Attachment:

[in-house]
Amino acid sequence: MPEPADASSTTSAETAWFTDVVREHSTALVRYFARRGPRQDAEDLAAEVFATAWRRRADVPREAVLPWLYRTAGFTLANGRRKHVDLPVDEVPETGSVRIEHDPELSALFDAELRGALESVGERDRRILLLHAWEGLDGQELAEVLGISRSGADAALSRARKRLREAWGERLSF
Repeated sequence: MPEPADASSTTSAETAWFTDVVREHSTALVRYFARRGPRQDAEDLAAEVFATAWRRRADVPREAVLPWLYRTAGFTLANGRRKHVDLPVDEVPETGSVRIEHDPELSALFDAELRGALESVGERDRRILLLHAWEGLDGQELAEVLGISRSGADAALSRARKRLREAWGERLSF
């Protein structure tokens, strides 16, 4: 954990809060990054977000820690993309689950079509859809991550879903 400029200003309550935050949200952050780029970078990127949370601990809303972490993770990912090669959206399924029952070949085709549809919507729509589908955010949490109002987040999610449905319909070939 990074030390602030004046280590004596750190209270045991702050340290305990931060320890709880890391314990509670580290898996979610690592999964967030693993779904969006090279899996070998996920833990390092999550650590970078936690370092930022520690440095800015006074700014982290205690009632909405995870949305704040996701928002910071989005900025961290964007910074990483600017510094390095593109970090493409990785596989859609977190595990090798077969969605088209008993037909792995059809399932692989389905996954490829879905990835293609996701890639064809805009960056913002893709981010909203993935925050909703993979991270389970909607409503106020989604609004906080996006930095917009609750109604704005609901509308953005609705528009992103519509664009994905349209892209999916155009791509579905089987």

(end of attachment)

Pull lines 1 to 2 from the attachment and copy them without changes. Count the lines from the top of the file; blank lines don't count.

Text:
[in-house]
Amino acid sequence: MPEPADASSTTSAETAWFTDVVREHSTALVRYFARRGPRQDAEDLAAEVFATAWRRRADVPREAVLPWLYRTAGFTLANGRRKHVDLPVDEVPETGSVRIEHDPELSALFDAELRGALESVGERDRRILLLHAWEGLDGQELAEVLGISRSGADAALSRARKRLREAWGERLSF